In regards to your last point, some individuals have placed the responsibility with the government (Worstall, 2013). They believe the officials should provide everyone with access to the Web. Therefore, this can lead to more users using open access. Do you agree with this?
Bayry, J. (2013). Journals: Open-access boom in developing nations. Nature, 497. doi: 10.1038/497040e
Ekekwe, N. (2011). The new entrepreneurial waves in Africa. Harvard Business Review.
Tempest, D. (2013). Open access in Africa – changes and challenges. Elsevier Connect.
Worstall, T. (2013). Google’s excellent plan to bring wireless Internet to developing countries. Forbes.
Thank you for another great blog post! I really enjoyed reading it this week, the use of colour and subheadings made it a really easy read!
I really enjoyed your use of power point, especially the one on the effect of Open Access on the art industry- something I hadn’t thought about in regards to Open Access. It was really nice to read something from a different point of view, instead of just looking at it from a scientific viewpoint.
I see you haven’t discussed the viewpoint of businesses. I feel like you should read The Ed Techie as it gives a great perspective on how businesses will benefit from Open Access from a range of viewpoints. Do you think that Open Access is vital for upcoming and small businesses?
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Thanks for taking the time to comment on my blog and for appreciating my post. The article suggested by you was very informative and opened new horizons for me, in regards with the benefits of open access for businesses. I wouldn’t say that open access will be vital for upcoming and small businesses. However, I think this can become a cheap and quite effective training option for employees. Companies as SAP have already implemented a collection of online training courses open to all their employees. Thereby, people can choose areas where they want to improve themselves and take advantage of these resources.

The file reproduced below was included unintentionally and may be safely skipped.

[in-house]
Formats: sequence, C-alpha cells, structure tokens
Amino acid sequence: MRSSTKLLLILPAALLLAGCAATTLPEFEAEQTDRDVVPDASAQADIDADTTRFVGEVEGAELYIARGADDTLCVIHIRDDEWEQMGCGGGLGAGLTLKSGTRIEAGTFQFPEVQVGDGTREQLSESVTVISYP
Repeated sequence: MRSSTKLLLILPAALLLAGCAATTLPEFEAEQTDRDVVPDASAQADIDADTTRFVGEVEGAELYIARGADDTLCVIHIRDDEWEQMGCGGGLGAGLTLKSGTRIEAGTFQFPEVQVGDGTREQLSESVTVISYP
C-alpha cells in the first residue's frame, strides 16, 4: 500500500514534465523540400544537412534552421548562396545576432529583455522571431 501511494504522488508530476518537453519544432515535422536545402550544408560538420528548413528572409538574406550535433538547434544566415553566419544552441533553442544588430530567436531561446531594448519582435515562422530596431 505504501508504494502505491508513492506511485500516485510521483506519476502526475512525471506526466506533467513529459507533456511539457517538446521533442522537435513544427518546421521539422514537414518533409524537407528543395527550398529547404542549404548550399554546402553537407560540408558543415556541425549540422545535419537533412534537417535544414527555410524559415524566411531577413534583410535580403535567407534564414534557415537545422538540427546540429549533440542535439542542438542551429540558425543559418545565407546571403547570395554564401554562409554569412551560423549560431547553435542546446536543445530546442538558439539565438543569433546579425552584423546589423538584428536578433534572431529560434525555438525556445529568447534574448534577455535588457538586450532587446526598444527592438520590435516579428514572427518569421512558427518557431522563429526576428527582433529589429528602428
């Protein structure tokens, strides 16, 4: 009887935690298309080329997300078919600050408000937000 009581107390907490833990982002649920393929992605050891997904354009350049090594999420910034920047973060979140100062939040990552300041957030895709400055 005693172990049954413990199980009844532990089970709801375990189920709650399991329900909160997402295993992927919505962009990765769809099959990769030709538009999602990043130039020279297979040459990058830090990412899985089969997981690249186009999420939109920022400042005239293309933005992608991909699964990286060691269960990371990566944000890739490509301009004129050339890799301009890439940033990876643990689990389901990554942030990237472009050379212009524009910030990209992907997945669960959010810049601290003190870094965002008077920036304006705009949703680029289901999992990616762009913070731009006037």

I’m glad that my link was enlightening! That’s a really helpful point of view. I had not thought up until now about the training that Open Access could be used for and the cost effectiveness of it. Thinking about it, I work at Costa and we have online courses that we can access in all areas from health and safety to employee relationships. This is very similar to the SAP you discuss. Thank you for allowing me to make that connection as it helps me understand my argument more. Do you think that providing all these courses for free affects the quality?
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From my point of view, the provision of these courses for free might affect the quality, if the number of people who complete them is really high. On the other hand, if a fair and rigorous assessment method would be implemented, then we will witness a phenomenon similar to the one experienced by Coursera, where the number of people who complete the courses is significantly lower compared to the one of people who start them. However, this is not an indicator of doubtful quality, but the opposite.
Thanks again for taking the time to comment on my blog.